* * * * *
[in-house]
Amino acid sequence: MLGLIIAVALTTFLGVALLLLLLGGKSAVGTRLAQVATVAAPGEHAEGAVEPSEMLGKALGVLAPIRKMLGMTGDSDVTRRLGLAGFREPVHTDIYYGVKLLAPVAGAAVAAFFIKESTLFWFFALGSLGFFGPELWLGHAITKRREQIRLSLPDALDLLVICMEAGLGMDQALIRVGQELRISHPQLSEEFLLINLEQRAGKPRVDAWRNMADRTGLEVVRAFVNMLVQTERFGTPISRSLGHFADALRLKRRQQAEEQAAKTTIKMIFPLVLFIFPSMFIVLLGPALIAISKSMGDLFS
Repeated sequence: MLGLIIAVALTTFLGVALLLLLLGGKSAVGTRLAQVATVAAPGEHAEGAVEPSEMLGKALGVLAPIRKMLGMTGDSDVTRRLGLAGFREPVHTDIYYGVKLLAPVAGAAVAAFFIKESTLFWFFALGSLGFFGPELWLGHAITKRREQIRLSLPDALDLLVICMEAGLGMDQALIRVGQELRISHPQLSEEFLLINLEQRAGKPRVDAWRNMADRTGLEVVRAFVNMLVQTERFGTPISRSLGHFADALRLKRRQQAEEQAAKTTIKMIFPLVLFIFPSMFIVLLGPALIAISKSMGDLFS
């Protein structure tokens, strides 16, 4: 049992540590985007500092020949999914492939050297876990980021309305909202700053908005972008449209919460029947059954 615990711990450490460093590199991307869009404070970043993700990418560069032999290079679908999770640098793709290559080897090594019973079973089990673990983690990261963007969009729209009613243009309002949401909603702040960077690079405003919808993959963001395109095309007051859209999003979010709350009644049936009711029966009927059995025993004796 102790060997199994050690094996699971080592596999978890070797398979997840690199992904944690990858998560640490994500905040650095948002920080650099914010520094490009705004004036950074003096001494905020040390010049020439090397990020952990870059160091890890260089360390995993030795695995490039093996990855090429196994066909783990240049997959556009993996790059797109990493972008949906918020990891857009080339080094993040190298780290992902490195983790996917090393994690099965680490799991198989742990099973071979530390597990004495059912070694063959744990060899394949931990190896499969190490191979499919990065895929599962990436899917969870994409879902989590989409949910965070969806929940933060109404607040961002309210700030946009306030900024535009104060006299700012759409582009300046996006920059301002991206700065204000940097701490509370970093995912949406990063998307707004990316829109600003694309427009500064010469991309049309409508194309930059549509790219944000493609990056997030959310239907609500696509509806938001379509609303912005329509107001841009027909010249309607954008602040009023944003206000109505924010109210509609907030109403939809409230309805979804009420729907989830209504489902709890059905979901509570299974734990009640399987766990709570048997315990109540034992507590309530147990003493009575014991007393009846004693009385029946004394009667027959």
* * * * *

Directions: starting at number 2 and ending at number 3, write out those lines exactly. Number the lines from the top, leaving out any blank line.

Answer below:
Amino acid sequence: MLGLIIAVALTTFLGVALLLLLLGGKSAVGTRLAQVATVAAPGEHAEGAVEPSEMLGKALGVLAPIRKMLGMTGDSDVTRRLGLAGFREPVHTDIYYGVKLLAPVAGAAVAAFFIKESTLFWFFALGSLGFFGPELWLGHAITKRREQIRLSLPDALDLLVICMEAGLGMDQALIRVGQELRISHPQLSEEFLLINLEQRAGKPRVDAWRNMADRTGLEVVRAFVNMLVQTERFGTPISRSLGHFADALRLKRRQQAEEQAAKTTIKMIFPLVLFIFPSMFIVLLGPALIAISKSMGDLFS
Repeated sequence: MLGLIIAVALTTFLGVALLLLLLGGKSAVGTRLAQVATVAAPGEHAEGAVEPSEMLGKALGVLAPIRKMLGMTGDSDVTRRLGLAGFREPVHTDIYYGVKLLAPVAGAAVAAFFIKESTLFWFFALGSLGFFGPELWLGHAITKRREQIRLSLPDALDLLVICMEAGLGMDQALIRVGQELRISHPQLSEEFLLINLEQRAGKPRVDAWRNMADRTGLEVVRAFVNMLVQTERFGTPISRSLGHFADALRLKRRQQAEEQAAKTTIKMIFPLVLFIFPSMFIVLLGPALIAISKSMGDLFS